Wednesday, October 6, 2010
Philosophy: Classroom Management
My cooperating teacher’s philosophy in classroom management is positive reinforcement. Especially at the 1st grade level. She encourages this in several ways throughout the day, week and year.
First, she has a program called Character Counts, which was implemented to manage the student’s behavior. Through this program, the students have a small envelope on the bulletin board that has a series of laminated cards in them, starting with green. If the student’s card remains at green the entire day, they are rewarded at the end of the day through placing a sticker on their behavioral sheet. Once their sheet is filled up, the student’s are able to pick a prize from the prize box. However, if their card is turned through out the day (meaning their behavior did not match the classroom or teacher’s expectations) they do not receive a sticker for their behavior chart for that day.
Two of my CT’s reward methods are centered on the student’s behavior outside of the classroom, in particular their behavior in the hallway. One of these methods is a challenge between the boys and the girls. The line that is the quietest to a location and back receives a point. The points are tallied all week and the sex with the most points at the end of the week earns the opportunity to pick a prize from the prize box.
The other method is the compliment jar. If the students receive a compliment on how quiet and/or well organized they are while walking in the hallway, my CT puts a hand full of Smarties into the compliment jar. Once the jar is full, the students receive a class party. For example, it can be pajama day, in which the students would wear their PJ’s for the day.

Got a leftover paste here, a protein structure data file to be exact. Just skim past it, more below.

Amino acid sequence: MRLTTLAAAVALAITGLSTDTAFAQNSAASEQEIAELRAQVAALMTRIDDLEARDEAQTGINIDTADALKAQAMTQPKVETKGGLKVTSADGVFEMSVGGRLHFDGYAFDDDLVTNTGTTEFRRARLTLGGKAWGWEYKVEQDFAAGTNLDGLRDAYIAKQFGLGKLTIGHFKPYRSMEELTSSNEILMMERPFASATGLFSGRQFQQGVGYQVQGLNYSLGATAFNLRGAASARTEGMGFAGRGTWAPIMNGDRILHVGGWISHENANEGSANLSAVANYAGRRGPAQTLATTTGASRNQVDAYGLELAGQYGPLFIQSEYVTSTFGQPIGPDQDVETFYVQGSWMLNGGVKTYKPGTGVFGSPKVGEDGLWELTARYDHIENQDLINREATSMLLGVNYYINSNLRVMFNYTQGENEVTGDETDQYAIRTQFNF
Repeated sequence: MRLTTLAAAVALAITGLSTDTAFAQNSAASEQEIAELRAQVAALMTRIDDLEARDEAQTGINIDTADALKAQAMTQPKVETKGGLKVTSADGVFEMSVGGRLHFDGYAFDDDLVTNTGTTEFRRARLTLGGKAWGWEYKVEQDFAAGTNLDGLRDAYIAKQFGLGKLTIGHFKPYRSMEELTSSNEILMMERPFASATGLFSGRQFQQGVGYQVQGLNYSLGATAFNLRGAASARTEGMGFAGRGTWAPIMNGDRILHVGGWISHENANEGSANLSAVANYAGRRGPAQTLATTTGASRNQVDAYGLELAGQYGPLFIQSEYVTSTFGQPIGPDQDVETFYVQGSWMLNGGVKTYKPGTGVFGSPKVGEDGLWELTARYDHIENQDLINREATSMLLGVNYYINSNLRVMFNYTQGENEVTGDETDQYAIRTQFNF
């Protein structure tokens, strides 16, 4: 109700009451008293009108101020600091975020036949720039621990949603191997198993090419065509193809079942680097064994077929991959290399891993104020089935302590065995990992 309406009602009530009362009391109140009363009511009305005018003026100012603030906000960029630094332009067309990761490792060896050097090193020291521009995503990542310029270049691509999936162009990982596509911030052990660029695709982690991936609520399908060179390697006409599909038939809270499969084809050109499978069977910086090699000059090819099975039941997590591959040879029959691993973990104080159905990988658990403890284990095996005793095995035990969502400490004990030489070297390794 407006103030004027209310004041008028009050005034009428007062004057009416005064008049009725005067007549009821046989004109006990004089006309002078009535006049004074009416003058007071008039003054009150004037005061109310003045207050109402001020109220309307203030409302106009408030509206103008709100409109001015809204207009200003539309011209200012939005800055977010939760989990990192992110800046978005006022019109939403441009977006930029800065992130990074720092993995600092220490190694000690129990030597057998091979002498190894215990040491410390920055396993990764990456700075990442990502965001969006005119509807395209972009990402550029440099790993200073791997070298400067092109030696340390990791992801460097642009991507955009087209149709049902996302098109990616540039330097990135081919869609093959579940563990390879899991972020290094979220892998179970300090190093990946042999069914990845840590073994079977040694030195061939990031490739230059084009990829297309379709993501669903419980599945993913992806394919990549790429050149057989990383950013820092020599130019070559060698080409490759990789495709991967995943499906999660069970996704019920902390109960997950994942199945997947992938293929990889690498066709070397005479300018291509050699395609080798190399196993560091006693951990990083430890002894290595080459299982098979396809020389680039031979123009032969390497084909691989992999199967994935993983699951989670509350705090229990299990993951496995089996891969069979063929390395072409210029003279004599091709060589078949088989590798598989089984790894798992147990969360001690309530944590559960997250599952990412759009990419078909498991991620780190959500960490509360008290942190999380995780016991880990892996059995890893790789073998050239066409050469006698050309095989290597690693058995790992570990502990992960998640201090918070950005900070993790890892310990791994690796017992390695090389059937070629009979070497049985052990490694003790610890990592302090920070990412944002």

During one of my observation days I witnessed the process and methods my CT used to handle a particular discipline issue. This issue is a reoccurring one in her room, in which one student is continuously disruptive to the other 3 students in the pod. Therefore, my CT moved this student from the pod by moving their desk away from the others, facing forward towards the board. I immediately saw an improvement in this student’s ability to focus on their work, as well as the other student’s. This was a noninvasive way to handle the issue without disrupting the positive classroom environment.
After my CT addressed this situation, she came to me to explain why she did what she did and how she has handled this particular student in the past as well. I appreciated this, as it was a great learning experience for me. Additionally, she made me aware that this was the 3rd time she had to remove the student from their pod and therefore a call into the parents was the next step.
Many of the classroom management techniques used by my CT would be ones that I would try in my own classroom. Some, however, may not work depending on my students. The one thing that I learned and truly believe in is that one of the best things you can do for your students is to know them!